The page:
Tuesday, June 28, 2011
I Want to Be a Mentee
I switched careers officially in April 2009. I felt like a pioneer, shedding the comforts of living in one place to traverse a great landscape; enduring a chuckwagon wheel breaking and going without - food, water, even strength. I took a risk, and I've done the best I can to adapt - until recently. . . where I realized I need something new now. I need support, a number to call, a friendly face that has been through these trenches and can say that the turns I took were right or maybe too cavalier; too reckless. What would my mentor do differently next time?
Where is my mentor?
It's not just reassurance I need, though positive feedback makes me stand tall and feel capable to not only hit the road on an adventure but have the courage to make the return trip too. I crave a critical eye; someone who cares enough about me to be honest. Someone who has been there before and understands the challenge of self-preservation when you're sitting in front of a young woman who has been raped and is recounting her story from last night, still fresh and open. After hearing about trauma, poverty and crisis, I don't intuitively know how to go home at the end of the day and take care of myself. Even in my sleep, I'm still taking care of these beautiful young people.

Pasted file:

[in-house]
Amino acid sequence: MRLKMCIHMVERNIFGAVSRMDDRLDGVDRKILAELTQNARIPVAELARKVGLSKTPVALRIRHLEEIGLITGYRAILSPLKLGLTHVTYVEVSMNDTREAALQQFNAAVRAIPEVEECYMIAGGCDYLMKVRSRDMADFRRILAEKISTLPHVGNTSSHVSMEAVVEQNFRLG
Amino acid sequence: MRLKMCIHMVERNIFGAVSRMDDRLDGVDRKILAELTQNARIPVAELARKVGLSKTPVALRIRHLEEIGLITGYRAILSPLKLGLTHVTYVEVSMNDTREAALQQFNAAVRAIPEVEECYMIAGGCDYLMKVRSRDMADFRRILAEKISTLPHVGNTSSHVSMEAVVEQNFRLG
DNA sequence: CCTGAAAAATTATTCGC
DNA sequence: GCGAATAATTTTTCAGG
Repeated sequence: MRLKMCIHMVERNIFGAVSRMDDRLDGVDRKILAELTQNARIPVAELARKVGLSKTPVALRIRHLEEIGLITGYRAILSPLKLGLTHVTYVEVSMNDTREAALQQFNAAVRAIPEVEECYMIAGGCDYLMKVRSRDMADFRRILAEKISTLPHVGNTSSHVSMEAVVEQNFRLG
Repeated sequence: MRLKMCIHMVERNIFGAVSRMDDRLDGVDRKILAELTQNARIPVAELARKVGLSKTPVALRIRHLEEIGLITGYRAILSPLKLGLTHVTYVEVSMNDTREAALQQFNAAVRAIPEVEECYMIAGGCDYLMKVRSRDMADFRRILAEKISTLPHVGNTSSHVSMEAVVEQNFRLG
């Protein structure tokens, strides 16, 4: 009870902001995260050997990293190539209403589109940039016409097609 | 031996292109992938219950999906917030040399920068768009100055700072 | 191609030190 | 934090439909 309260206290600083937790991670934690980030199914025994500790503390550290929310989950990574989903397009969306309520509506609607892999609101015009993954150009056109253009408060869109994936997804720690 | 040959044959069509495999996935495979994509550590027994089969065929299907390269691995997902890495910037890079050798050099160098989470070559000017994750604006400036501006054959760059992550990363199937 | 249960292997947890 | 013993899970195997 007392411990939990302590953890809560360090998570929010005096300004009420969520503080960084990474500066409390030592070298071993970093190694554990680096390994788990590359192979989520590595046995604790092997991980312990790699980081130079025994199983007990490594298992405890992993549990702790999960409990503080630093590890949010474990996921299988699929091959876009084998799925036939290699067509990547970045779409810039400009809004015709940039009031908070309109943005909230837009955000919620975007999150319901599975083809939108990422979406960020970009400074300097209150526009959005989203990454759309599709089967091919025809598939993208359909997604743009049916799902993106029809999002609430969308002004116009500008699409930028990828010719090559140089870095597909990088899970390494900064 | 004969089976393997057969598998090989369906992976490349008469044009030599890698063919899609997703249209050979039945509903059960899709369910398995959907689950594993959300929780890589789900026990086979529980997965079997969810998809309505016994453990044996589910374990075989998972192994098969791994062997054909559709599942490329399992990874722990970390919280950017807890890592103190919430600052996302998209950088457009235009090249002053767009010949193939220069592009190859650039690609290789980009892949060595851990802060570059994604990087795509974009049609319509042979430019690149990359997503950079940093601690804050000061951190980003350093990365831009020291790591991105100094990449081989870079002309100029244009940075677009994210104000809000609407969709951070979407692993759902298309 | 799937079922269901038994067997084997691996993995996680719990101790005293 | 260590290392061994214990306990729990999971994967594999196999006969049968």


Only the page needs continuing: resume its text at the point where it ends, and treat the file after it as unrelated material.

I feel trapped many days, working under the weight of what feels like a great and global responsibility. How do I continue to admire a client's journey when I resent, at times, his presence in my doorway? Because it will be another crisis, and I'm already brimming with the residue from the last one. How do I not feel that their problems are all the same, and become blasé to what a conversation with me means to them? I realize that all professionals go through this, but being removed from someone's admission that they are homeless feels downright inhumane.
I love my job. I love the challenge, but I need someone to teach me the power (the necessity) of a deep breath and to not neglect my long-term goals, in and amongst holding back the dam for clients. I know part of it is relinquishing: responsibility, onus and the need to be vigilant no matter what. I am entitled to days where my performance isn't profound, this much I know. It's impossible to be present and to take action for every hand reaching out of the sand.
I guess I need someone to tell me that it's ok. That they have done it before and that my sanity and self-care is the most important task I have every day.